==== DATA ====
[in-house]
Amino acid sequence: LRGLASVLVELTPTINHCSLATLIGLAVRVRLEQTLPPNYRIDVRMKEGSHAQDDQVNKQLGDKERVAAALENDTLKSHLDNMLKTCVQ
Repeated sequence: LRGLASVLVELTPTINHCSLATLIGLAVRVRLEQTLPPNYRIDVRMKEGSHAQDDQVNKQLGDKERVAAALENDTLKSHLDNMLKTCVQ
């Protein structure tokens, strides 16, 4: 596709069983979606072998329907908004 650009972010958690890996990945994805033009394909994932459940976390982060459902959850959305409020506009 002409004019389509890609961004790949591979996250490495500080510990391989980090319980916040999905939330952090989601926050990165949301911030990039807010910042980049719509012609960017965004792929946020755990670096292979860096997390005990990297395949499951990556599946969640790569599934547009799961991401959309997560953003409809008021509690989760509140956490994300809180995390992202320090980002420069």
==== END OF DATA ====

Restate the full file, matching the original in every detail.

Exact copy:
[in-house]
Amino acid sequence: LRGLASVLVELTPTINHCSLATLIGLAVRVRLEQTLPPNYRIDVRMKEGSHAQDDQVNKQLGDKERVAAALENDTLKSHLDNMLKTCVQ
Repeated sequence: LRGLASVLVELTPTINHCSLATLIGLAVRVRLEQTLPPNYRIDVRMKEGSHAQDDQVNKQLGDKERVAAALENDTLKSHLDNMLKTCVQ
């Protein structure tokens, strides 16, 4: 596709069983979606072998329907908004 650009972010958690890996990945994805033009394909994932459940976390982060459902959850959305409020506009 002409004019389509890609961004790949591979996250490495500080510990391989980090319980916040999905939330952090989601926050990165949301911030990039807010910042980049719509012609960017965004792929946020755990670096292979860096997390005990990297395949499951990556599946969640790569599934547009799961991401959309997560953003409809008021509690989760509140956490994300809180995390992202320090980002420069």